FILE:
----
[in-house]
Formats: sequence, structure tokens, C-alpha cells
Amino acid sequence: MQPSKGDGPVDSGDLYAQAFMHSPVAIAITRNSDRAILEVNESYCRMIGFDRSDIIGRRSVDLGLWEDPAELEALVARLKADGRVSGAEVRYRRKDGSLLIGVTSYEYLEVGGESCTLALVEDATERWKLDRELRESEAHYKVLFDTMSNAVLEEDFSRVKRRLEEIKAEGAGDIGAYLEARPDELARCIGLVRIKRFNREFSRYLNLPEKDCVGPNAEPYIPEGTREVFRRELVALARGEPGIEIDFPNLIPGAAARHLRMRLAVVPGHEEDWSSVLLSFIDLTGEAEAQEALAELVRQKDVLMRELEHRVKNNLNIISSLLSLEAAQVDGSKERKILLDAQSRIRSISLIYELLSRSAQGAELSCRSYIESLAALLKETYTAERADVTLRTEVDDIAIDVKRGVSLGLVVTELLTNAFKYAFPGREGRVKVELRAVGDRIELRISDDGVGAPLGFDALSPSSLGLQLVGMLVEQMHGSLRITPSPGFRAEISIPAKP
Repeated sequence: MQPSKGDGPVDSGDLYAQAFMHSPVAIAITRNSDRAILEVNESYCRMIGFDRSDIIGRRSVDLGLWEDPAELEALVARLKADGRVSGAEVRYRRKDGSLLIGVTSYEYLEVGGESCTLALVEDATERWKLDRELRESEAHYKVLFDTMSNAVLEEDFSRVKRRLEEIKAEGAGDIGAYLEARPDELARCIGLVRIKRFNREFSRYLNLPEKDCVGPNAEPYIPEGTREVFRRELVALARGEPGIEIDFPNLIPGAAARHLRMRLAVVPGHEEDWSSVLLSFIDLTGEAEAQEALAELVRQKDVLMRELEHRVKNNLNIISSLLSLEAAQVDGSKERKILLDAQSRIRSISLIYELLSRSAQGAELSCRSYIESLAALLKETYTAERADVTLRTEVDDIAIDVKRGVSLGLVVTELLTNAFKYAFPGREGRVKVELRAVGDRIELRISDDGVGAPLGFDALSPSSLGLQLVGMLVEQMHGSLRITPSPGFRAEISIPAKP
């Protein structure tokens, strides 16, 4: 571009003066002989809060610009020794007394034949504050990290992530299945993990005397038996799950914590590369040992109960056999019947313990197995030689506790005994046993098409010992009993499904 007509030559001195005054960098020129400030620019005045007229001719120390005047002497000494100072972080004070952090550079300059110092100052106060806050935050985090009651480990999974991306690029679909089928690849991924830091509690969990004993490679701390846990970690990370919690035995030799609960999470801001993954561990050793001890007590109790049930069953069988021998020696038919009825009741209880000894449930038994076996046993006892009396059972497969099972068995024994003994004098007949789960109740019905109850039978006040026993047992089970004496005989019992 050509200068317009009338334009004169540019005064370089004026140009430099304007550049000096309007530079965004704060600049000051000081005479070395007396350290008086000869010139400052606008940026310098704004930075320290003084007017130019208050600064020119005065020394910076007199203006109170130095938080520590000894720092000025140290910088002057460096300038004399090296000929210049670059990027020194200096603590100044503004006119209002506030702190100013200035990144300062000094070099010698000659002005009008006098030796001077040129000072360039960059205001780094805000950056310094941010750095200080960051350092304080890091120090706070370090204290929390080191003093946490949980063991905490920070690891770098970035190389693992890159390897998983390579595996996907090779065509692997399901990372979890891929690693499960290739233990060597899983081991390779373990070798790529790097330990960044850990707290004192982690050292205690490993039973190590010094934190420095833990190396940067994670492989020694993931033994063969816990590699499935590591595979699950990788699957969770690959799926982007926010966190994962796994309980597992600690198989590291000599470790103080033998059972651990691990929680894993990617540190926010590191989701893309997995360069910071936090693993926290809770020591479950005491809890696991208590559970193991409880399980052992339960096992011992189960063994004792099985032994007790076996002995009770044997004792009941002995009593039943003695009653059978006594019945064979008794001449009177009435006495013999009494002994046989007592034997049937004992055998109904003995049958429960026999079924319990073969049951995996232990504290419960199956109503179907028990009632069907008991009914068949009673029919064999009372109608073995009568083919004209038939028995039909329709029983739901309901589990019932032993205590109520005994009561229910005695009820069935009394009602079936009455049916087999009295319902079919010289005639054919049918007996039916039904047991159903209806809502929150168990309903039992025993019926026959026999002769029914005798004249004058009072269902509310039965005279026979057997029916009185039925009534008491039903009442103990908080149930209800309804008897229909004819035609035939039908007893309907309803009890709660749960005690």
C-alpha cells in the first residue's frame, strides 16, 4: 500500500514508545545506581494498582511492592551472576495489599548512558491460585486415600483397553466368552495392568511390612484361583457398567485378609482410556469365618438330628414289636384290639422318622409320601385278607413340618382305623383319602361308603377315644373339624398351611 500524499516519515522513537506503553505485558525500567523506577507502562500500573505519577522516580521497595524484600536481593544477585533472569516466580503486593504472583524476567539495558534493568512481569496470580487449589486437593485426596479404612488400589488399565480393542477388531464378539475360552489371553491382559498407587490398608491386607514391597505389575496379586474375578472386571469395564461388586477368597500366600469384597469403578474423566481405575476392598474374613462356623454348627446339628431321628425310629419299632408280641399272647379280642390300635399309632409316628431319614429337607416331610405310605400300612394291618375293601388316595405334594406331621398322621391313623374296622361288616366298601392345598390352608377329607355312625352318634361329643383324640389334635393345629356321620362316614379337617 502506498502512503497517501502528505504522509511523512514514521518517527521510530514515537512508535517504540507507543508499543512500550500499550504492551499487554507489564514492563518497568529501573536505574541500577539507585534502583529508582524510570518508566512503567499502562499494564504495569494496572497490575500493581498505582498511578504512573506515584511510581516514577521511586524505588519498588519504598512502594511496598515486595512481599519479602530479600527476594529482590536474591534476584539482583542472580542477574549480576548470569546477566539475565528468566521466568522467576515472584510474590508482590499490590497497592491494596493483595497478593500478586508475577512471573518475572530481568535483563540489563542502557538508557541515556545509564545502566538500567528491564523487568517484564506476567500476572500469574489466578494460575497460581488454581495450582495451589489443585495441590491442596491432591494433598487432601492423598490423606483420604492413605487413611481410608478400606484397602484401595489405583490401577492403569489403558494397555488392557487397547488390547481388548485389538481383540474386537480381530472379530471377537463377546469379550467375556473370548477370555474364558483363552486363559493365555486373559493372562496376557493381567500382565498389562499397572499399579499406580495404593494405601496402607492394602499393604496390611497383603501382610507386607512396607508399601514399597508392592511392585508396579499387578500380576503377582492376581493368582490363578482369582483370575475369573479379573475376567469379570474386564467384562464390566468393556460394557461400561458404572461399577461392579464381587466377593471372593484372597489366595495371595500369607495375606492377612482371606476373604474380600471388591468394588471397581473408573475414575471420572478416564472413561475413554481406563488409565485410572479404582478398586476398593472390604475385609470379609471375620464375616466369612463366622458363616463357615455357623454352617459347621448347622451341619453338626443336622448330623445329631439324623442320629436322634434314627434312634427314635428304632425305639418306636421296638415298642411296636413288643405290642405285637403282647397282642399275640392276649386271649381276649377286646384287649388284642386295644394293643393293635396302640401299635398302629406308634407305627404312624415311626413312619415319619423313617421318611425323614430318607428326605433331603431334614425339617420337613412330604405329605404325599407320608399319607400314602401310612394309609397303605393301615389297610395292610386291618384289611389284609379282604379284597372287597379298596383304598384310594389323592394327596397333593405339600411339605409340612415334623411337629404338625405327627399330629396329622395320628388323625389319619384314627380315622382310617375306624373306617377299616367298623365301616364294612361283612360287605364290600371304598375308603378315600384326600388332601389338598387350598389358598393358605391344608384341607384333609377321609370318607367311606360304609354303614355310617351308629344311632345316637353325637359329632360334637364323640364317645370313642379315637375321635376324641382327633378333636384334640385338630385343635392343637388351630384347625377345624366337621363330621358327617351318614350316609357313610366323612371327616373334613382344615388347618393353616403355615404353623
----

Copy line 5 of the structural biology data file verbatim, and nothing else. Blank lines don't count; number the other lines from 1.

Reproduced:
């Protein structure tokens, strides 16, 4: 571009003066002989809060610009020794007394034949504050990290992530299945993990005397038996799950914590590369040992109960056999019947313990197995030689506790005994046993098409010992009993499904 007509030559001195005054960098020129400030620019005045007229001719120390005047002497000494100072972080004070952090550079300059110092100052106060806050935050985090009651480990999974991306690029679909089928690849991924830091509690969990004993490679701390846990970690990370919690035995030799609960999470801001993954561990050793001890007590109790049930069953069988021998020696038919009825009741209880000894449930038994076996046993006892009396059972497969099972068995024994003994004098007949789960109740019905109850039978006040026993047992089970004496005989019992 050509200068317009009338334009004169540019005064370089004026140009430099304007550049000096309007530079965004704060600049000051000081005479070395007396350290008086000869010139400052606008940026310098704004930075320290003084007017130019208050600064020119005065020394910076007199203006109170130095938080520590000894720092000025140290910088002057460096300038004399090296000929210049670059990027020194200096603590100044503004006119209002506030702190100013200035990144300062000094070099010698000659002005009008006098030796001077040129000072360039960059205001780094805000950056310094941010750095200080960051350092304080890091120090706070370090204290929390080191003093946490949980063991905490920070690891770098970035190389693992890159390897998983390579595996996907090779065509692997399901990372979890891929690693499960290739233990060597899983081991390779373990070798790529790097330990960044850990707290004192982690050292205690490993039973190590010094934190420095833990190396940067994670492989020694993931033994063969816990590699499935590591595979699950990788699957969770690959799926982007926010966190994962796994309980597992600690198989590291000599470790103080033998059972651990691990929680894993990617540190926010590191989701893309997995360069910071936090693993926290809770020591479950005491809890696991208590559970193991409880399980052992339960096992011992189960063994004792099985032994007790076996002995009770044997004792009941002995009593039943003695009653059978006594019945064979008794001449009177009435006495013999009494002994046989007592034997049937004992055998109904003995049958429960026999079924319990073969049951995996232990504290419960199956109503179907028990009632069907008991009914068949009673029919064999009372109608073995009568083919004209038939028995039909329709029983739901309901589990019932032993205590109520005994009561229910005695009820069935009394009602079936009455049916087999009295319902079919010289005639054919049918007996039916039904047991159903209806809502929150168990309903039992025993019926026959026999002769029914005798004249004058009072269902509310039965005279026979057997029916009185039925009534008491039903009442103990908080149930209800309804008897229909004819035609035939039908007893309907309803009890709660749960005690």